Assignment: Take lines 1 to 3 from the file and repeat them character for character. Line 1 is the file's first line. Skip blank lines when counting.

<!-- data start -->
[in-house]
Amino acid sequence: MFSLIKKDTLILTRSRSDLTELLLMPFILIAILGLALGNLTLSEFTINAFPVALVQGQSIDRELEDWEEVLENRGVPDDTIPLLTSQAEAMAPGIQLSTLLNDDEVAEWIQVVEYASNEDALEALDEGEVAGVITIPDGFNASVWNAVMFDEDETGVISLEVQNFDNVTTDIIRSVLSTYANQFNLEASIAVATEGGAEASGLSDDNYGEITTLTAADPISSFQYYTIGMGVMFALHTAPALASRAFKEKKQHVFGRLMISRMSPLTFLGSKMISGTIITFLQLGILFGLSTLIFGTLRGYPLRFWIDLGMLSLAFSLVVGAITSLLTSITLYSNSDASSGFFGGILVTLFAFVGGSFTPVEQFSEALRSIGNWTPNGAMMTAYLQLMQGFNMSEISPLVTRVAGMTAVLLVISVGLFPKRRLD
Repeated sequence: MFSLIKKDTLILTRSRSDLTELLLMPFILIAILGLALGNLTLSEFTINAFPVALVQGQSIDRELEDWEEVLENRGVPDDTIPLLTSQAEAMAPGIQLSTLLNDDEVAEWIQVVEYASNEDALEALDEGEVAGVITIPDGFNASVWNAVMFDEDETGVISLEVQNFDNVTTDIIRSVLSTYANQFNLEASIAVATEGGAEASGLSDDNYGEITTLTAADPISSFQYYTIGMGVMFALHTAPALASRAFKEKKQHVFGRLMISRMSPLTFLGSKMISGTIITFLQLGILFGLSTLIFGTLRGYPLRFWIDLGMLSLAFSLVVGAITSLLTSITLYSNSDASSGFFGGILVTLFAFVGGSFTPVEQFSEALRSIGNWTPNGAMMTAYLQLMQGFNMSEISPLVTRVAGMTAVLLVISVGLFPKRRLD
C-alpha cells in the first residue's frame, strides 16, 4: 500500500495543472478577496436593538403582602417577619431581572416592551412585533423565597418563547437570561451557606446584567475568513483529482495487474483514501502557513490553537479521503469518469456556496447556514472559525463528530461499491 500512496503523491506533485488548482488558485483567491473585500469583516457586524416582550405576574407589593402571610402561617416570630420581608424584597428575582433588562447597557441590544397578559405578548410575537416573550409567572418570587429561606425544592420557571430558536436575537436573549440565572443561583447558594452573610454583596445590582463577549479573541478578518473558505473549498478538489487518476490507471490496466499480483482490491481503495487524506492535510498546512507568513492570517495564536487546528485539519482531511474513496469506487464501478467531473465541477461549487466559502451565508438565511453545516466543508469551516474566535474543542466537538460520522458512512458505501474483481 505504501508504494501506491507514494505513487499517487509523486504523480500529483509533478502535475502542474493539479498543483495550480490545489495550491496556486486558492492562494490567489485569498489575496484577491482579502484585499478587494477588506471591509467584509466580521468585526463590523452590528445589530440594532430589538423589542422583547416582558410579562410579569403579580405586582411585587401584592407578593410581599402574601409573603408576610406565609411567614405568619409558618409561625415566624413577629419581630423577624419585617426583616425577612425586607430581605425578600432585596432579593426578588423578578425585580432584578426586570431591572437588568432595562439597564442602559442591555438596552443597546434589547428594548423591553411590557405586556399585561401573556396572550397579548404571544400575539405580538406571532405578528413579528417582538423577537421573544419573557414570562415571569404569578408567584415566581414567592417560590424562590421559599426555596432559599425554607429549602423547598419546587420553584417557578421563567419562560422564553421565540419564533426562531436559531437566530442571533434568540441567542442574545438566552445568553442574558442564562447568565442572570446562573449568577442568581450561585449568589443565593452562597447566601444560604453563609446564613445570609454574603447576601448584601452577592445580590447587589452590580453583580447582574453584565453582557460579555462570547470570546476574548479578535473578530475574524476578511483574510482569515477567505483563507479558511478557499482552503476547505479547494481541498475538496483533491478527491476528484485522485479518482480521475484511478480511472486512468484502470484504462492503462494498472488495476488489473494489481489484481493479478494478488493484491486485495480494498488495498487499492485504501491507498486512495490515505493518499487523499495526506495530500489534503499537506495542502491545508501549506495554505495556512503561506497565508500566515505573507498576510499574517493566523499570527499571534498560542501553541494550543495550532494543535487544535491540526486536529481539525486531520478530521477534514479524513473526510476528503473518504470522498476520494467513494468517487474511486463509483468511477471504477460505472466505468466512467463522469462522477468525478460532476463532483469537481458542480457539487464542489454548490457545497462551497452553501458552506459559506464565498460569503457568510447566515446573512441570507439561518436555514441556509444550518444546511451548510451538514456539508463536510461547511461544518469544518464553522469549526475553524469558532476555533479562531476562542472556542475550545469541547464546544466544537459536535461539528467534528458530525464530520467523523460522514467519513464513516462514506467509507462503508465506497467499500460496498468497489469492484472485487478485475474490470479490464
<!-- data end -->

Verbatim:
[in-house]
Amino acid sequence: MFSLIKKDTLILTRSRSDLTELLLMPFILIAILGLALGNLTLSEFTINAFPVALVQGQSIDRELEDWEEVLENRGVPDDTIPLLTSQAEAMAPGIQLSTLLNDDEVAEWIQVVEYASNEDALEALDEGEVAGVITIPDGFNASVWNAVMFDEDETGVISLEVQNFDNVTTDIIRSVLSTYANQFNLEASIAVATEGGAEASGLSDDNYGEITTLTAADPISSFQYYTIGMGVMFALHTAPALASRAFKEKKQHVFGRLMISRMSPLTFLGSKMISGTIITFLQLGILFGLSTLIFGTLRGYPLRFWIDLGMLSLAFSLVVGAITSLLTSITLYSNSDASSGFFGGILVTLFAFVGGSFTPVEQFSEALRSIGNWTPNGAMMTAYLQLMQGFNMSEISPLVTRVAGMTAVLLVISVGLFPKRRLD
Repeated sequence: MFSLIKKDTLILTRSRSDLTELLLMPFILIAILGLALGNLTLSEFTINAFPVALVQGQSIDRELEDWEEVLENRGVPDDTIPLLTSQAEAMAPGIQLSTLLNDDEVAEWIQVVEYASNEDALEALDEGEVAGVITIPDGFNASVWNAVMFDEDETGVISLEVQNFDNVTTDIIRSVLSTYANQFNLEASIAVATEGGAEASGLSDDNYGEITTLTAADPISSFQYYTIGMGVMFALHTAPALASRAFKEKKQHVFGRLMISRMSPLTFLGSKMISGTIITFLQLGILFGLSTLIFGTLRGYPLRFWIDLGMLSLAFSLVVGAITSLLTSITLYSNSDASSGFFGGILVTLFAFVGGSFTPVEQFSEALRSIGNWTPNGAMMTAYLQLMQGFNMSEISPLVTRVAGMTAVLLVISVGLFPKRRLD